The Tempests normalization of minority characters WI thin the storyline shows several examples of exactly how these characters are, in a way, “torte need”, including: the evidence that harsh judgment is given by major characters to all minority groups from the iris introduction of their characters, along with the fact that they are each vie wed differently in the eyes of major groups, yet with the same lack of power or importance, in t he play and other sources. Minority characters usually retain an “invisible”, yet normal feeling in many et sets and novels.
However, the minor characters in The Tempest, while included more t Han most, are judged harshly throughout the entire play. For example, after meeting Scalia n for the first time (Act II, Scene II, 64), Stephan and Trujillo automatically assume that he is so e sort of “devil spirit” or “monster” (Act II, Scene II, 65). Because Clinical is different than what the Europeans are used to, they assume the worst in exactly what he is. Another character ex mined crudely in the text is Scoria, who is referred to as a “foul witch” (Act l, Scene II, 36) by Pr spoor.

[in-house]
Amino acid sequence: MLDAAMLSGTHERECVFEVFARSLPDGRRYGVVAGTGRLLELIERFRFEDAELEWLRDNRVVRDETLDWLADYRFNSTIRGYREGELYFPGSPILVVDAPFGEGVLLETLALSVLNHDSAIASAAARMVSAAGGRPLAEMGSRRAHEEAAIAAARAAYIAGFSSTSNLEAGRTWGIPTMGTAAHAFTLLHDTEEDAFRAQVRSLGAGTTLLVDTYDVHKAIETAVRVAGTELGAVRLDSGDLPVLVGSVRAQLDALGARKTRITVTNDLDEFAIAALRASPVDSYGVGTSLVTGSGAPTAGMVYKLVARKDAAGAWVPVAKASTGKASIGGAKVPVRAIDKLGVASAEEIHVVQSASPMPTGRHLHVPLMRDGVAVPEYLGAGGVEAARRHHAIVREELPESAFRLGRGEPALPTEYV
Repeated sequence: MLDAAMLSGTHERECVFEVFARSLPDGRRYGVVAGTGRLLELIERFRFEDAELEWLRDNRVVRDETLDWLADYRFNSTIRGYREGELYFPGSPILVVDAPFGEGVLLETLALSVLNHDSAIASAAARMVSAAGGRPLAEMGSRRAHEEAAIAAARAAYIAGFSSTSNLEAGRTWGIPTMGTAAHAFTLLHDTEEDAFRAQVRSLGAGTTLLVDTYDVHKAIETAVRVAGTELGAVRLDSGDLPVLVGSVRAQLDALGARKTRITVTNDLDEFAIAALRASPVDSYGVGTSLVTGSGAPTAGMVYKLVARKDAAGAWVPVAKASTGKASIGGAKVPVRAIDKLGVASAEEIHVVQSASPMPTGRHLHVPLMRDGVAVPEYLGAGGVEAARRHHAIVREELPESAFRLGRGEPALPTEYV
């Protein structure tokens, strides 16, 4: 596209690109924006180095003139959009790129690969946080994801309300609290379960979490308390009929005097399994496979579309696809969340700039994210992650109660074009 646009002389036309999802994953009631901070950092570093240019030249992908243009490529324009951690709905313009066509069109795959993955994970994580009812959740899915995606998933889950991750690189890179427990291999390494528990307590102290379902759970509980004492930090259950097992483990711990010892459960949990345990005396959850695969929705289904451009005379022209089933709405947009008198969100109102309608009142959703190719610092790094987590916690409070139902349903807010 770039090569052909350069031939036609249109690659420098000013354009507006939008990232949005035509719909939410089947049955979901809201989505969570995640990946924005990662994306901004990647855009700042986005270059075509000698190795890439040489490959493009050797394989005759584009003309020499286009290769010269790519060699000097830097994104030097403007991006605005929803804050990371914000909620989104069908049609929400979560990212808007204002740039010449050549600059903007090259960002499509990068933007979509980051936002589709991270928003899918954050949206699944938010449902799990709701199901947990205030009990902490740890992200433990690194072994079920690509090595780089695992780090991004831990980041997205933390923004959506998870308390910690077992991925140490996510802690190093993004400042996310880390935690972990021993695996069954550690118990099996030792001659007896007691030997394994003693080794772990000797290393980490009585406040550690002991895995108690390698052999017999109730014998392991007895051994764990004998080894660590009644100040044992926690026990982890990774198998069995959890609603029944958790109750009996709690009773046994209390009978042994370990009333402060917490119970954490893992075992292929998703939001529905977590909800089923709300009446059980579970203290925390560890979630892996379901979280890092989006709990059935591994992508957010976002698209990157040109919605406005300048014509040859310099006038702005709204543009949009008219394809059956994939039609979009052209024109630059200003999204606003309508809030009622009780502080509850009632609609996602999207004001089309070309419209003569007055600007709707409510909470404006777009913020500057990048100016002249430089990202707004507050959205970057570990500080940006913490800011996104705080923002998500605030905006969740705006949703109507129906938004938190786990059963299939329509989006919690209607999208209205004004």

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While Scoria had many of the same powers as Prospers, himself, only she was call De a witch. The bleak and acrid impression of many of The Tempest’s seemingly meager India ideals shows the plays strident critique of it’s minute “sidecars”. Since the release of The Tempest, it has been “remade”, or rendered differently yin many medias (Including several essays, rewrites, and the movie), yet in each, the mi minority characters are interpreted as “beasts”, “possessions”, or “slaves” who contribute very little e to the overall storyline.
For example, Miranda is given away to Ferdinand as a “gift” from Pr spoor (Act IV, Scene l, 87), almost like she is a form of object that can be used as her father wishes. Along with that, Ariel, a spirit owned by Prospers, is used several times throughout the Pl y to do his bidding For instance, crashing the ship in the beginning (Act l, Scene II, 33). Eve en though Ariel displays an extreme array of powers, he is thought of as a “servant” and some one that eve few people fear.
While both Ariel and Miranda seem to be portrayed as minority c harassers, they are used abundantly to Prosperous advantage, which shows how they are each vie wed as his “possessions” While racism, sexism, and the overall discrimination of minority groups is Oslo wily disappearing from society, The Tempest is an example Of how the presence 0 such will never be completely gone at least not from texts.